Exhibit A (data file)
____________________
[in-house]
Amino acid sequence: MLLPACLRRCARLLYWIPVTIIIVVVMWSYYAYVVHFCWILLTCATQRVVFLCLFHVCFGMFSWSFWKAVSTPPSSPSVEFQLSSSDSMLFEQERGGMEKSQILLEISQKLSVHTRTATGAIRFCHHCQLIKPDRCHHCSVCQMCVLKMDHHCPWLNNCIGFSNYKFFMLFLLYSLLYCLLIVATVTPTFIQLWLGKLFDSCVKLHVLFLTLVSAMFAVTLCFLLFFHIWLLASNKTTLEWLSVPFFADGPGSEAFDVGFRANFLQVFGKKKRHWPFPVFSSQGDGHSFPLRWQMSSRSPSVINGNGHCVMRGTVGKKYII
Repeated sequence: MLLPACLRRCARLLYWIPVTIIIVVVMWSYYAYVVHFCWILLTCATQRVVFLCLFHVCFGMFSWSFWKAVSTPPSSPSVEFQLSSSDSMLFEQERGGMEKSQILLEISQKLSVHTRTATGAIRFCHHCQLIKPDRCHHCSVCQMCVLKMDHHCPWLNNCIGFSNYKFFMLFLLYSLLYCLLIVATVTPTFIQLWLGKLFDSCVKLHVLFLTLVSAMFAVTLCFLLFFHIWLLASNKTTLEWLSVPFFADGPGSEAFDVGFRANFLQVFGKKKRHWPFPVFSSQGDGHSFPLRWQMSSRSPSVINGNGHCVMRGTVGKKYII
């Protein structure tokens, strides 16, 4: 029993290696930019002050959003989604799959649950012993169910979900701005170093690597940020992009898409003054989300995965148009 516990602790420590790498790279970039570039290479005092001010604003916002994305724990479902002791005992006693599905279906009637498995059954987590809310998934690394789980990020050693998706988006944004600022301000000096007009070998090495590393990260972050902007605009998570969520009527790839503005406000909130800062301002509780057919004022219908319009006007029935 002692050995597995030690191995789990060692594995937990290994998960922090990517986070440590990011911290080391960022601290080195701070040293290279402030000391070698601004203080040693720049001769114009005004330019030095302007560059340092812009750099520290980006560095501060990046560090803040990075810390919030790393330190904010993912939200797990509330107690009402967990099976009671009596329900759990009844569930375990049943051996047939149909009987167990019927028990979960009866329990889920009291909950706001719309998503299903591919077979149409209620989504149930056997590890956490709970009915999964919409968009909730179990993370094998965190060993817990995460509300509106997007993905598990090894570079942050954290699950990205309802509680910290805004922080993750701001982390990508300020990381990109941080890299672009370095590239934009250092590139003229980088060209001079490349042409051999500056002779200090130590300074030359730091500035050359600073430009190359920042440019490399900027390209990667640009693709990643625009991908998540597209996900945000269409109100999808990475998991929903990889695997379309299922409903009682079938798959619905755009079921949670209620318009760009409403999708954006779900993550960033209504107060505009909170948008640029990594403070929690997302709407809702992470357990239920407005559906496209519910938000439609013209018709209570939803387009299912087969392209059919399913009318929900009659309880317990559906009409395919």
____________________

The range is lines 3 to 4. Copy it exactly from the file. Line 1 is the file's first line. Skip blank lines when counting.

Repeated sequence: MLLPACLRRCARLLYWIPVTIIIVVVMWSYYAYVVHFCWILLTCATQRVVFLCLFHVCFGMFSWSFWKAVSTPPSSPSVEFQLSSSDSMLFEQERGGMEKSQILLEISQKLSVHTRTATGAIRFCHHCQLIKPDRCHHCSVCQMCVLKMDHHCPWLNNCIGFSNYKFFMLFLLYSLLYCLLIVATVTPTFIQLWLGKLFDSCVKLHVLFLTLVSAMFAVTLCFLLFFHIWLLASNKTTLEWLSVPFFADGPGSEAFDVGFRANFLQVFGKKKRHWPFPVFSSQGDGHSFPLRWQMSSRSPSVINGNGHCVMRGTVGKKYII
């Protein structure tokens, strides 16, 4: 029993290696930019002050959003989604799959649950012993169910979900701005170093690597940020992009898409003054989300995965148009 516990602790420590790498790279970039570039290479005092001010604003916002994305724990479902002791005992006693599905279906009637498995059954987590809310998934690394789980990020050693998706988006944004600022301000000096007009070998090495590393990260972050902007605009998570969520009527790839503005406000909130800062301002509780057919004022219908319009006007029935 002692050995597995030690191995789990060692594995937990290994998960922090990517986070440590990011911290080391960022601290080195701070040293290279402030000391070698601004203080040693720049001769114009005004330019030095302007560059340092812009750099520290980006560095501060990046560090803040990075810390919030790393330190904010993912939200797990509330107690009402967990099976009671009596329900759990009844569930375990049943051996047939149909009987167990019927028990979960009866329990889920009291909950706001719309998503299903591919077979149409209620989504149930056997590890956490709970009915999964919409968009909730179990993370094998965190060993817990995460509300509106997007993905598990090894570079942050954290699950990205309802509680910290805004922080993750701001982390990508300020990381990109941080890299672009370095590239934009250092590139003229980088060209001079490349042409051999500056002779200090130590300074030359730091500035050359600073430009190359920042440019490399900027390209990667640009693709990643625009991908998540597209996900945000269409109100999808990475998991929903990889695997379309299922409903009682079938798959619905755009079921949670209620318009760009409403999708954006779900993550960033209504107060505009909170948008640029990594403070929690997302709407809702992470357990239920407005559906496209519910938000439609013209018709209570939803387009299912087969392209059919399913009318929900009659309880317990559906009409395919």